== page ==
"“Two worthy Oscar shouts from both McGregor and Watts...”"
It seems that this winter, what with Life of Pi and now The Impossible, that the most villainous of cinematic antagonists is that of the Ocean, as Juan Antonio Bayona presents to us the incredible true story of one families fight for survival during the 2004 tsunami that claimed tens of thousands of lives across South Asia.
British parents Henry (Ewan McGregor) and Maria (Naomi Watts) decide to spend Christmas in Thailand with their three children, Lucas (Tom Holland), Thomas (Samuel Joslin) and Simon (Oaklee Pendergast), taking a break away from the stress of the hard work Henry undertakes in Japan, where they live. However, when casually residing by the swimming pool, a shattering tsunami strikes, as the Indian Ocean earthquake crashes inland and threatens all of their lives. Facing a seemingly impossible task of all surviving, not only must they attempt to stay alive, but they then have the trouble of trying to find one another amidst the carnage and devastation caused from one of the worst ever recorded natural disasters.
Bayona sets the production up well, as the opening stages have a taut, foreboding atmosphere as we all know of what's to come. Bayona normalises everything, as the family discuss work and stress over the most trivial of matters – such as the children bickering. However by doing this, it just enhances the effect of when the tsunami strikes, while succinctly portraying how you can go from normality to disaster in just a split second. The imagery used is effective too, as we have shots of the sea, looking still and peaceful. An unnerving sight when you know what is soon to occur. Also, the effects used to display the tsunami is handled incredibly, looking harrowingly authentic, while the sound of this wave crashing against their hotel is deafening.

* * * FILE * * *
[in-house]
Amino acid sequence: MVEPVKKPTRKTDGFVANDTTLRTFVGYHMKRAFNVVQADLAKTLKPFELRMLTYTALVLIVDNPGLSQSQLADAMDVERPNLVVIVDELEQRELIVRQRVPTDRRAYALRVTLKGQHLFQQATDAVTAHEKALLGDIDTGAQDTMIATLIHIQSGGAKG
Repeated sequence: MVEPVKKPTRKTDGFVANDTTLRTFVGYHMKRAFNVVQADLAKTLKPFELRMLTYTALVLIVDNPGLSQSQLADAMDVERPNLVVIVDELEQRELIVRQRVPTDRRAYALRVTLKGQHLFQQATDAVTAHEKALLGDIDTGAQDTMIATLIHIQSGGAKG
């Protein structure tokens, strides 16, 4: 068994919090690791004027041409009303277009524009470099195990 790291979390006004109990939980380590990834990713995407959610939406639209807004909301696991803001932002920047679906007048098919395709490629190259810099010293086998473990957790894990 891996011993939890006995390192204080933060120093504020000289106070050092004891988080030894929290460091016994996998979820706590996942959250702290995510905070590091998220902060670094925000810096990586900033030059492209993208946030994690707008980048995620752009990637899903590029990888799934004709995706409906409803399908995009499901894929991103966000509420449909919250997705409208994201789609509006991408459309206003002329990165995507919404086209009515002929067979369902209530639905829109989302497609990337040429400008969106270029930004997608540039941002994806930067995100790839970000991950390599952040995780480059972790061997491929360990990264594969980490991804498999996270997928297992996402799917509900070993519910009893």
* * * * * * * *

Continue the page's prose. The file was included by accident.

Given the subject matter, The Impossible is of course a very distressing feature, and Bayona can be accused of playing up to the melodrama somewhat, in a film that takes a very mainstream Hollywood approach to the overall subject – such as the scene when Thomas and Simon look up the sky and discuss the stars. It's rather twee and emotionally manipulative. However in defence of Bayona, it works well in this instance, maximising the emotional effect in what is a full on tear jerker. Meanwhile, the performances across the board are terrific, with two worthy Oscar shouts from both McGregor and Watts, while Holland shines at the youngster Lucas.
One issue to be had with this title, and it's not a gripe with the film as such, but it's just how Thailand, despite being the films setting, feels somewhat disregarded. You get the impression that never mind the fact that areas of the country are in complete ruins and that thousands upon thousands of people are dying – as long as the White, middle-class British family are okay that's all that matters, while the film seems a tad too concerned at highlighting the feel-good aspects amidst the devastation caused, feeling almost insensitive as a result. However, you can comprehend why the film does follow the story of the British family (despite them being Spanish in real life), because, quite simply, Hollywood is a business and it's easier to market, not to mention the fact that it allows the filmmakers to draw in the likes of Watts and McGregor.
Nonetheless, Bayona does justice to the recent disaster that shook the world and one that still remains very strong in the memory. It comes across as a fair and honest portrayal of such upsetting events, and he must be commended for that – while the two powerhouse performances from the leads are outstanding. It's not an easy trip to the cinema of course, as this film is bound to upset you given all too relative themes. In fact, I cried so much that I could probably donate enough water for a sequel.